My comrade: Russian cosmonaut hails UAE's first man in space

Hazza Al Mansouri and his fellow crew members are gearing up for their September 25 journey to the International Space Station
Hazza Al Mansouri with fellow crew members, Russian cosmonaut Oleg Skripochka and NASA astronaut Jessica Meir. EPA  

History-making Hazza Al Mansouri has been hailed by his fellow crew members as preparations gather pace for the UAE's maiden mission to space.

Maj Al Mansouri will rocket into the record books when he blasts off in a Soyuz craft destined for the International Space Station on September 25.

The high-flying 35-year-old has proved a hit with his fellow space travellers during intensive training in Russia in recent months.

Alongside compatriot Sultan Al Neyadi, who is part of the back-up crew for the milestone voyage, he has embraced a tough training regime and quickly mastered Russian, a requirement of the mission.

During a press conference packed with reporters and cameraman at the Yuri Gagarin Cosmonaut Training Centre, the rapport between Maj Al Mansouri and his crew mates, Nasa astronaut Jessica Meir and Russian commander Oleg Skripochka was clear as they spoke warmly of his contribution.

"Both Hazza and Sultan assimilated into the training, learning Russian extremely quickly, " said Commander Skripochka.

"They met each task with endeavour and humility creating an extremely positive experience."

Dr Meir, previously an assistant professor at Harvard Medical School, is looking forward to sampling the Emirati cuisine to be served on board.

Maj Al Mansouri will host a food night for crew mates on board the International Space Station — offering canned and liquefied versions of the nation's best-loved dishes.

"I'm a real foodie and I love great food," she said. "We have all done the food tests and have sampled the Emirati meal we will be served. I can honestly say I am really looking forward to it."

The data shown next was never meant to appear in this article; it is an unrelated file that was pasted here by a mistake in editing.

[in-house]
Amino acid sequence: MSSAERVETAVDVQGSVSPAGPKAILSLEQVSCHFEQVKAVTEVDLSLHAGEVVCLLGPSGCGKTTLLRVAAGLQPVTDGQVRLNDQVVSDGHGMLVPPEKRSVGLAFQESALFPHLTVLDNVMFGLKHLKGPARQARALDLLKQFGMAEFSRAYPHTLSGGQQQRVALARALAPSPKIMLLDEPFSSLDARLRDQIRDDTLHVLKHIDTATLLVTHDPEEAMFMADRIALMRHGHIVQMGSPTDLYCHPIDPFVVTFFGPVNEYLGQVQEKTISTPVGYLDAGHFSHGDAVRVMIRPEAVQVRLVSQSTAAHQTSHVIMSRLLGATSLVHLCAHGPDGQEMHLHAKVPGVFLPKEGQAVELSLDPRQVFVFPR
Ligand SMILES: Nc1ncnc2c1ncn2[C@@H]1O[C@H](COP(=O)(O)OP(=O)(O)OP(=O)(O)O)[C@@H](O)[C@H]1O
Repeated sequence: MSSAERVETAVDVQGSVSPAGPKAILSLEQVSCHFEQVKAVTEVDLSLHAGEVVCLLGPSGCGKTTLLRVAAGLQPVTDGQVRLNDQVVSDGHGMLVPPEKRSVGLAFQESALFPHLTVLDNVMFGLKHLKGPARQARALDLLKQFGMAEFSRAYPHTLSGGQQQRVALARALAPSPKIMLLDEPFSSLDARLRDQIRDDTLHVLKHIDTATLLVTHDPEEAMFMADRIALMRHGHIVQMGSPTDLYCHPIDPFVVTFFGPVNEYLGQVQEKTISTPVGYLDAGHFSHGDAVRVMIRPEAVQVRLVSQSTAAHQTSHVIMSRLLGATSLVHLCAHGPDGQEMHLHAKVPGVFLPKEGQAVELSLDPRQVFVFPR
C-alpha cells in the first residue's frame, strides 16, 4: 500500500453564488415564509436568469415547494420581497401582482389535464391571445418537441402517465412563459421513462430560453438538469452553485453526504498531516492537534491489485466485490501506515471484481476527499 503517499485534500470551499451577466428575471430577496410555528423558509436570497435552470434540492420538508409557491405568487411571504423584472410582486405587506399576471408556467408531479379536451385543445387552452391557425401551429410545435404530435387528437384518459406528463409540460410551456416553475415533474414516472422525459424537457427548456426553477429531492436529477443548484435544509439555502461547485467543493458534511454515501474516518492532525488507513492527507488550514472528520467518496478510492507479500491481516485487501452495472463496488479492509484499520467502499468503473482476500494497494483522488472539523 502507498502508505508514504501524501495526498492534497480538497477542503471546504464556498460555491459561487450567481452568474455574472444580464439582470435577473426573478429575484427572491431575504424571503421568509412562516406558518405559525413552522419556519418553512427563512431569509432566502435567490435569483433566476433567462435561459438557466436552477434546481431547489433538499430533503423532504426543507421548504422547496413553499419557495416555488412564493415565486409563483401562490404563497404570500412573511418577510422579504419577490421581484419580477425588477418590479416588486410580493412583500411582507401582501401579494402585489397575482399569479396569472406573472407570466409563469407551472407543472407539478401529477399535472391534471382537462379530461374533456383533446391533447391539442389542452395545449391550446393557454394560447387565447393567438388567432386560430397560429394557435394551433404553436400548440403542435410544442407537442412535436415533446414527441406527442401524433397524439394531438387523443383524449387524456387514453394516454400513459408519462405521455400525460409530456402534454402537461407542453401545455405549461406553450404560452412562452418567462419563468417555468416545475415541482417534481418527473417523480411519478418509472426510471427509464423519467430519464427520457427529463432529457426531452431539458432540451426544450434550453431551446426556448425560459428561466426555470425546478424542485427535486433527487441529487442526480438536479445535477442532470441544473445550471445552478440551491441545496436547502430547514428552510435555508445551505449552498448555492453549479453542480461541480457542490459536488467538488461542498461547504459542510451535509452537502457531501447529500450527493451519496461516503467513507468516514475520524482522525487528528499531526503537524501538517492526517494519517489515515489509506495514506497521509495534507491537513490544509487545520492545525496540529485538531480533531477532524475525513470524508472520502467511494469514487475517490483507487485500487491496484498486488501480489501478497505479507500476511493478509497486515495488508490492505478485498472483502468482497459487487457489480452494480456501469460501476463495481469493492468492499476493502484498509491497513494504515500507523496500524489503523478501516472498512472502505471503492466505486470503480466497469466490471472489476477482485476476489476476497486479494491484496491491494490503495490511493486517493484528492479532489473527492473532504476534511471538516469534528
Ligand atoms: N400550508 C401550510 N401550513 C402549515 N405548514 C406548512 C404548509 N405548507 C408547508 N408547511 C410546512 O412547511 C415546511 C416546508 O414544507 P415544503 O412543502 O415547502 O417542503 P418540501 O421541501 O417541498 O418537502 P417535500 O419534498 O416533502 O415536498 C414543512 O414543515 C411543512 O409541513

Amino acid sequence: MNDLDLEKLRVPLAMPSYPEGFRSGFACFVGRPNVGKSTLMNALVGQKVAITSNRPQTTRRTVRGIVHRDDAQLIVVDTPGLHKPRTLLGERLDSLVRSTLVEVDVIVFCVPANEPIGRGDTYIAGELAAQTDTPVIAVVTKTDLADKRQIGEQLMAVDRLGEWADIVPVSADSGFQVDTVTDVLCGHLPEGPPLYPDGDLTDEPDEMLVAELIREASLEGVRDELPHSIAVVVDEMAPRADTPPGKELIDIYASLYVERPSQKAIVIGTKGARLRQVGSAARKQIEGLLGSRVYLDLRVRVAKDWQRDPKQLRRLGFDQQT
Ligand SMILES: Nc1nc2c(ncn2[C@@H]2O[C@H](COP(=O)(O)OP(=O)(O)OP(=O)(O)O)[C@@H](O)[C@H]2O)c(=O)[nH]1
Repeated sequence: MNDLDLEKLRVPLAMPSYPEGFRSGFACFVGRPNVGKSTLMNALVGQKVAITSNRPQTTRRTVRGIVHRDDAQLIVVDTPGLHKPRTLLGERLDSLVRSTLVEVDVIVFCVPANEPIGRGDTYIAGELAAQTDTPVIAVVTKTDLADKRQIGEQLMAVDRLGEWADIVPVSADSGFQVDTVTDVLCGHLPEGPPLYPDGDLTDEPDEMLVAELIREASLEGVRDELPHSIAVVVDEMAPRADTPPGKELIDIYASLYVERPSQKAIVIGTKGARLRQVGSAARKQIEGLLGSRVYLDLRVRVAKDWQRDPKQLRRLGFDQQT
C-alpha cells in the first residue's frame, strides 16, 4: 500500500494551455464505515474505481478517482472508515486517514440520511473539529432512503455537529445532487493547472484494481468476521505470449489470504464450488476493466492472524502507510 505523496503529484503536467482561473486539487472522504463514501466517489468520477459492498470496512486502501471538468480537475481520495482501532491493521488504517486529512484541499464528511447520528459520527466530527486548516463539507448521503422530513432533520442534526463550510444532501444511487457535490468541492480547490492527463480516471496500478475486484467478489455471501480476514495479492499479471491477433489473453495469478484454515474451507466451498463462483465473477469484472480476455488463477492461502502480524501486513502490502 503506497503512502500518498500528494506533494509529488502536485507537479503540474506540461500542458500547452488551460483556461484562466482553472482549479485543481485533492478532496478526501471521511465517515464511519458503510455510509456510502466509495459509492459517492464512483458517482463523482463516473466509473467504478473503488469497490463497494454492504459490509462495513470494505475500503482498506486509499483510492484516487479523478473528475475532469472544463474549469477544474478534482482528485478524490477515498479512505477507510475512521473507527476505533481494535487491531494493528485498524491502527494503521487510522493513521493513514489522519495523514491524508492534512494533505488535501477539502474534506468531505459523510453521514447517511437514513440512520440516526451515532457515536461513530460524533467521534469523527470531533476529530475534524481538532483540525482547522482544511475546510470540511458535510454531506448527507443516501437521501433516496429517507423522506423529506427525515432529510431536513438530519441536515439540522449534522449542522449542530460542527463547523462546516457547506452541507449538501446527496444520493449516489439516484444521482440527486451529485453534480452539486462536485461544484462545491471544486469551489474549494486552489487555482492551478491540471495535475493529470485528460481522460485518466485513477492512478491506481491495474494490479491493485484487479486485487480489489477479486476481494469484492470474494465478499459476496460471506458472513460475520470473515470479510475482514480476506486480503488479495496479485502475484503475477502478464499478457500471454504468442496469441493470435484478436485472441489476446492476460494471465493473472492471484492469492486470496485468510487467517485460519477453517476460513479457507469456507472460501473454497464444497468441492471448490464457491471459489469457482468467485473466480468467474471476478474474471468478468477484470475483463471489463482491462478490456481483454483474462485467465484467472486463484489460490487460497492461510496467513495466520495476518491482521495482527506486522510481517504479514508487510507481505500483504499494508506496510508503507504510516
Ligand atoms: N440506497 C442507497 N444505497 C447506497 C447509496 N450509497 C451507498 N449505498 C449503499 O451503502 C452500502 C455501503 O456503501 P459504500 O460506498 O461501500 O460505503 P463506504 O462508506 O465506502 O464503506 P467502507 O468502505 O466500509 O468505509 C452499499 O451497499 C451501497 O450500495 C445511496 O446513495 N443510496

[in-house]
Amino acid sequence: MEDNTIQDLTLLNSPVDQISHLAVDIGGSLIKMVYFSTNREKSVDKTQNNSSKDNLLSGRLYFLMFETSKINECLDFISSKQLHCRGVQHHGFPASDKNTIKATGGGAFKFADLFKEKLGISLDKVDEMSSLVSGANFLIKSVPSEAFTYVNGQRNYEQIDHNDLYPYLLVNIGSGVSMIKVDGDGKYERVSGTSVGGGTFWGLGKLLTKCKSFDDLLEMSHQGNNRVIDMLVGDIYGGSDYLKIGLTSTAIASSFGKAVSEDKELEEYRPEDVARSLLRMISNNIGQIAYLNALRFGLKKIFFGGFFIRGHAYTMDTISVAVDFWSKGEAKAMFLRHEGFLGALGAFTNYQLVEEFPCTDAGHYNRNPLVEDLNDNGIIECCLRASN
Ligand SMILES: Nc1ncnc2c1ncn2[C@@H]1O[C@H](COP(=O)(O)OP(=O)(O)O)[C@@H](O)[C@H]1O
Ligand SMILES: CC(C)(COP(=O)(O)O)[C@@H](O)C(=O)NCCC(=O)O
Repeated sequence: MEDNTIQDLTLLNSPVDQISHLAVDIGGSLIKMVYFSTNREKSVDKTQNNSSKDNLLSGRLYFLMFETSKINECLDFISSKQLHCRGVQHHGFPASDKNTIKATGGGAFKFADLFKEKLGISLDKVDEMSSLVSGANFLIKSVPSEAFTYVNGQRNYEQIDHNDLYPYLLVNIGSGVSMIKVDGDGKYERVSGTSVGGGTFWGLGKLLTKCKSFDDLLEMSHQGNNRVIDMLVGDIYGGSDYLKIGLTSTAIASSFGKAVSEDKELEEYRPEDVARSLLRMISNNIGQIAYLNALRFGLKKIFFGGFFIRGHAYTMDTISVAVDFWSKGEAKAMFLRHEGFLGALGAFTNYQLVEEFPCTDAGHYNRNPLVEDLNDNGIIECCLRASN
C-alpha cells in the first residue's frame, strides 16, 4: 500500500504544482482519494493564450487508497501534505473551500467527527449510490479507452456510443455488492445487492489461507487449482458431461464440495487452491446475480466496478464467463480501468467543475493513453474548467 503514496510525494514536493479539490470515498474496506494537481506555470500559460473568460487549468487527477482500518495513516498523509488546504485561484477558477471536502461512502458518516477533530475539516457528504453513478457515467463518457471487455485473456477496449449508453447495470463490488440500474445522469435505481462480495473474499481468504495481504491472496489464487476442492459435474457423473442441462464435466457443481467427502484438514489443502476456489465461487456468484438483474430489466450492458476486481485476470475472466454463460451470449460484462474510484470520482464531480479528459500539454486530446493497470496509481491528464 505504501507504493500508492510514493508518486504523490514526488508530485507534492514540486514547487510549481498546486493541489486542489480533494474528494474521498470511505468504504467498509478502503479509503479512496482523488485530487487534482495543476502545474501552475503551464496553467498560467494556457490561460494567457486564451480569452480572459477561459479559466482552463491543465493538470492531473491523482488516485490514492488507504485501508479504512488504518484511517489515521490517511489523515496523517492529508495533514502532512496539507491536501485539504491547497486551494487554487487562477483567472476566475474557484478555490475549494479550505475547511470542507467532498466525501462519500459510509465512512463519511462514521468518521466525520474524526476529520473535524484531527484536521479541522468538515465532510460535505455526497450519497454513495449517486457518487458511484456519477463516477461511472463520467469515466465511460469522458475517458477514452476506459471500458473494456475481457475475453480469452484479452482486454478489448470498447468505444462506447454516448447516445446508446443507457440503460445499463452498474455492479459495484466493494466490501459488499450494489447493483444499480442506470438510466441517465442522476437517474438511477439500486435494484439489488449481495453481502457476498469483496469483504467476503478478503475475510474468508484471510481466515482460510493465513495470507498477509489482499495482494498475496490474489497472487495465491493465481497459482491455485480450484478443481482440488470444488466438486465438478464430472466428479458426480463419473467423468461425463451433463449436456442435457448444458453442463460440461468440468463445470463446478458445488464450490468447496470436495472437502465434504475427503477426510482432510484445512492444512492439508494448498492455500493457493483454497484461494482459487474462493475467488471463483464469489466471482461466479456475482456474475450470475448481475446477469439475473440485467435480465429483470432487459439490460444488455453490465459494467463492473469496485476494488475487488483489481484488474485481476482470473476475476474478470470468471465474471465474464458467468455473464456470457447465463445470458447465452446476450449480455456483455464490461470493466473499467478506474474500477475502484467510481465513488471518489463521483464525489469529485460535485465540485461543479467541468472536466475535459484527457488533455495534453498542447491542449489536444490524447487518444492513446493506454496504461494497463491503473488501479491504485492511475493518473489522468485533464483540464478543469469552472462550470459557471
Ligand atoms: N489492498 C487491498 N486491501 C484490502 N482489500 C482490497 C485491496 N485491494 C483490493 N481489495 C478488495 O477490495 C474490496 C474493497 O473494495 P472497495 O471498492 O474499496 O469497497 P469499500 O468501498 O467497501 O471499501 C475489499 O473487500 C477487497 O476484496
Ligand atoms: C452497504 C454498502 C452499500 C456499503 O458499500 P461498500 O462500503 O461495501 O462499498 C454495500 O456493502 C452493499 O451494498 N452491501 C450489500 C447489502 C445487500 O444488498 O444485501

Maj Al Mansouri is technically a cosmonaut rather than an astronaut, as this is term used by the Russian Space Agency, the body which has overseen his training.

In the year since he was announced as the UAE's first man to fly into space, he has happily taken on the mantle of responsibility.

Appearing cheery and calm, he does not appear to a man for whom the weight of a nation's expectations is weighing heavily.

The UAE's first astronaut Hazza Al Mansouri with fellow Emirati Sultan Al Neyadi, who is part of the back-up crew for the International Space Station mission. EPA    

He spoke of the pride he had in the fact he had learned his craft at the space centre named after the first man to journey into space.

"I would like to thank everyone at the Yuri Gagarin Cosmonaut Training Centre for their support, their hospitality and their expertise," said Maj Al Mansouri, speaking in Russian.

"I also want to thank all the people of Russia for welcoming us into your beautiful country and giving us this wonderful experience."

Maj Al Mansouri, 35, will be placed in quarantine with the rest of the main and back-up crews for two weeks to ensure they are free of germs or infections ahead of the mission.

Maj Al Mansouri will spend eight days aboard the ISS, returning to Earth on October 3, at 4.48pm.

Both he and Mr Al Neyadi hope it is just the start of a rich adventure for the UAE's space programme.

First step space, with the Moon and Mars on the horizon in the years to come.

Updated: September 9, 2019 01:12 PM

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